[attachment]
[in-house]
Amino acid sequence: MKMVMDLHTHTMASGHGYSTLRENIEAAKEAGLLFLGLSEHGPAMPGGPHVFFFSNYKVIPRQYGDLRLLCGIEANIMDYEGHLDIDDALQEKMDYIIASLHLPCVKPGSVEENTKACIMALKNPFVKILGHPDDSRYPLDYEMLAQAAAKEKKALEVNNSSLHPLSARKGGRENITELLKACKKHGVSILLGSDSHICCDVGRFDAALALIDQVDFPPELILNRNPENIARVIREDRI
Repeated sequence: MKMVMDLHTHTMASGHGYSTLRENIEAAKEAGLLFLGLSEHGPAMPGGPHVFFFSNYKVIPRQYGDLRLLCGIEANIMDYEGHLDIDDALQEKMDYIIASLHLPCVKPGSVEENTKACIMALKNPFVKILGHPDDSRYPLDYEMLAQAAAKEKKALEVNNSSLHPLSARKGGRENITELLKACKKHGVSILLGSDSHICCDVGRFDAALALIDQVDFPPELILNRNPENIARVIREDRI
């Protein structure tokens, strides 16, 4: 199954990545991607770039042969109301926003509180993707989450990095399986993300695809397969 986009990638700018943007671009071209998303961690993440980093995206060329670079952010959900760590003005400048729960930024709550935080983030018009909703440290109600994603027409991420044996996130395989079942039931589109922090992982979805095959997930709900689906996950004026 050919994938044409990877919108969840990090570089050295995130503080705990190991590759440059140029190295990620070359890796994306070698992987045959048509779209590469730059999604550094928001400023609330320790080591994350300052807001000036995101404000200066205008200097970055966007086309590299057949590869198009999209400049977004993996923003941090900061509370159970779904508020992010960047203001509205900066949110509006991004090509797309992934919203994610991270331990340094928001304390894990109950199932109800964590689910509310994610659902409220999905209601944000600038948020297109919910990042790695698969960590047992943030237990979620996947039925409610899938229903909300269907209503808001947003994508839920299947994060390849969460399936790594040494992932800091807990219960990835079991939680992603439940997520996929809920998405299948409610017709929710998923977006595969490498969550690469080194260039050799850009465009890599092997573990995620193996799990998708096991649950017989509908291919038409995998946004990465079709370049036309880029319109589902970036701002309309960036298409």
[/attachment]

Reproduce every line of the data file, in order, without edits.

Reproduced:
[in-house]
Amino acid sequence: MKMVMDLHTHTMASGHGYSTLRENIEAAKEAGLLFLGLSEHGPAMPGGPHVFFFSNYKVIPRQYGDLRLLCGIEANIMDYEGHLDIDDALQEKMDYIIASLHLPCVKPGSVEENTKACIMALKNPFVKILGHPDDSRYPLDYEMLAQAAAKEKKALEVNNSSLHPLSARKGGRENITELLKACKKHGVSILLGSDSHICCDVGRFDAALALIDQVDFPPELILNRNPENIARVIREDRI
Repeated sequence: MKMVMDLHTHTMASGHGYSTLRENIEAAKEAGLLFLGLSEHGPAMPGGPHVFFFSNYKVIPRQYGDLRLLCGIEANIMDYEGHLDIDDALQEKMDYIIASLHLPCVKPGSVEENTKACIMALKNPFVKILGHPDDSRYPLDYEMLAQAAAKEKKALEVNNSSLHPLSARKGGRENITELLKACKKHGVSILLGSDSHICCDVGRFDAALALIDQVDFPPELILNRNPENIARVIREDRI
């Protein structure tokens, strides 16, 4: 199954990545991607770039042969109301926003509180993707989450990095399986993300695809397969 986009990638700018943007671009071209998303961690993440980093995206060329670079952010959900760590003005400048729960930024709550935080983030018009909703440290109600994603027409991420044996996130395989079942039931589109922090992982979805095959997930709900689906996950004026 050919994938044409990877919108969840990090570089050295995130503080705990190991590759440059140029190295990620070359890796994306070698992987045959048509779209590469730059999604550094928001400023609330320790080591994350300052807001000036995101404000200066205008200097970055966007086309590299057949590869198009999209400049977004993996923003941090900061509370159970779904508020992010960047203001509205900066949110509006991004090509797309992934919203994610991270331990340094928001304390894990109950199932109800964590689910509310994610659902409220999905209601944000600038948020297109919910990042790695698969960590047992943030237990979620996947039925409610899938229903909300269907209503808001947003994508839920299947994060390849969460399936790594040494992932800091807990219960990835079991939680992603439940997520996929809920998405299948409610017709929710998923977006595969490498969550690469080194260039050799850009465009890599092997573990995620193996799990998708096991649950017989509908291919038409995998946004990465079709370049036309880029319109589902970036701002309309960036298409």